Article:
Going from practice exercises to working on an open source project can seem like a big step for beginner coders. After all, open source code is very much out there in the real world, ready for anyone to access, because that’s the point of it: to serve as a template that can be manipulated and added to anyone who has a specific idea in mind and no real need to build it right from scratch. Throw out the idea that only experts are qualified to provide valuable work on open source code, find a project actively looking for help from new starters, and get stuck in. Need more motivation? Good: below, we’ve got five reasons why beginner coders should lend their new skills to open source.
ONE | It’s a great way to learn
This one might go without saying – or rather, it’s been said so many times that it has its own cliché: practice makes perfect. By putting some work in on real-world problems, you’re getting experience in solving issues that you’re likely to encounter later, and breeze through, in your own projects.
TWO | Collaboration
Learning to work alongside other devs – even when you’re very much not in the same place – is a skill that you’re going to need to master. Working together with others on an open source project is a good way to get some practice before the pressure’s on to get work completed as a team: you’ll learn what you enjoy about the collaborative process and would like to focus on in your career, as well as what you find more challenging and can work to improve.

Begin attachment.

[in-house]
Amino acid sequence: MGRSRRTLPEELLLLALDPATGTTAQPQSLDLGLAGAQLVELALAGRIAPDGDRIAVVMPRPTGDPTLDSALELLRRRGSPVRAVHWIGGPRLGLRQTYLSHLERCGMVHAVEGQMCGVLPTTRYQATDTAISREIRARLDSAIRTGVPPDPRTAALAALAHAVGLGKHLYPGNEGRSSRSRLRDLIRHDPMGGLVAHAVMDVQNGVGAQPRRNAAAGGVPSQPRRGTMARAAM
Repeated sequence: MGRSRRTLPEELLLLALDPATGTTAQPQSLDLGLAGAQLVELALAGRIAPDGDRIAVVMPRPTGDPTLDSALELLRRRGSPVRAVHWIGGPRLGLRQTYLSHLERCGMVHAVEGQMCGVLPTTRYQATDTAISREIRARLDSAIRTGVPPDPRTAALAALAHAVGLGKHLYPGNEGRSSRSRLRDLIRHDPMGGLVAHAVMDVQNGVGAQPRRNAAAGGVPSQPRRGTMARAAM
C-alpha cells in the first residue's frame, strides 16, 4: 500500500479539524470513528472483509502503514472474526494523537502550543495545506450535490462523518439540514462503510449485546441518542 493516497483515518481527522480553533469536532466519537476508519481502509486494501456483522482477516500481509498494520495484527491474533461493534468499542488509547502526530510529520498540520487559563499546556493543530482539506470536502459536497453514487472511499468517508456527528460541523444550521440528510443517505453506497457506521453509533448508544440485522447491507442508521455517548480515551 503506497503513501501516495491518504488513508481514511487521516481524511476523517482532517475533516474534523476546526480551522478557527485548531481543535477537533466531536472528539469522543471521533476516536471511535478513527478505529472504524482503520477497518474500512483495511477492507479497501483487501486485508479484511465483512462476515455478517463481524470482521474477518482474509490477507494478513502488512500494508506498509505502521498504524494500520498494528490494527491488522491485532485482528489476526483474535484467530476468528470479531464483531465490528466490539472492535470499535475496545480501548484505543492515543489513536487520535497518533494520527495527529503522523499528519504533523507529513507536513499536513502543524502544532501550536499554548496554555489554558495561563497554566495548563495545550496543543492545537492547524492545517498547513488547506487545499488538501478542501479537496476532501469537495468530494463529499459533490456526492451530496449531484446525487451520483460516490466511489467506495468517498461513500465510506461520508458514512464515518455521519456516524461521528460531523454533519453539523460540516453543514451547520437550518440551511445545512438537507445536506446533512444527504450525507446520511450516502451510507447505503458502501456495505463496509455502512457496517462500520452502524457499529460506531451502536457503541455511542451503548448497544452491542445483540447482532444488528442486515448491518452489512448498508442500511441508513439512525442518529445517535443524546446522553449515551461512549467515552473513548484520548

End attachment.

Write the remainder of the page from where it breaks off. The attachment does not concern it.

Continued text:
THREE | Help is close at hand
Where better to get help than from those working alongside you to achieve a common goal? You’re not annoying anyone as they attempt to go about their workday, and your question is probably one that someone else would have needed to ask sooner or later, too.
FOUR | You’re networking
It’s notoriously tricky to break into the tech industry – and no secret that to find the right career path, you’ll need some advice from the people who’ve been there. While working on open source projects, you can forge valuable connections with other developers who you may never even have thought of talking to in real life, because nothing creates a bond quicker than finding a solution to the seemingly unsolvable.
FIVE | You’re solving real problems
When you’re working through small, simple tasks, it might not feel like you’re doing particularly significant stuff. But, aside from the fact that problem-solving at any level can be extremely satisfying, it’s also rewarding to know that your help allows more experienced devs to focus on trickier problems. Everybody wins: as you, a beginner coder, gain experience at sorting out pesky little problems, the project you’re working on is improved in leaps and bounds, resulting in better open source code for everyone who needs it.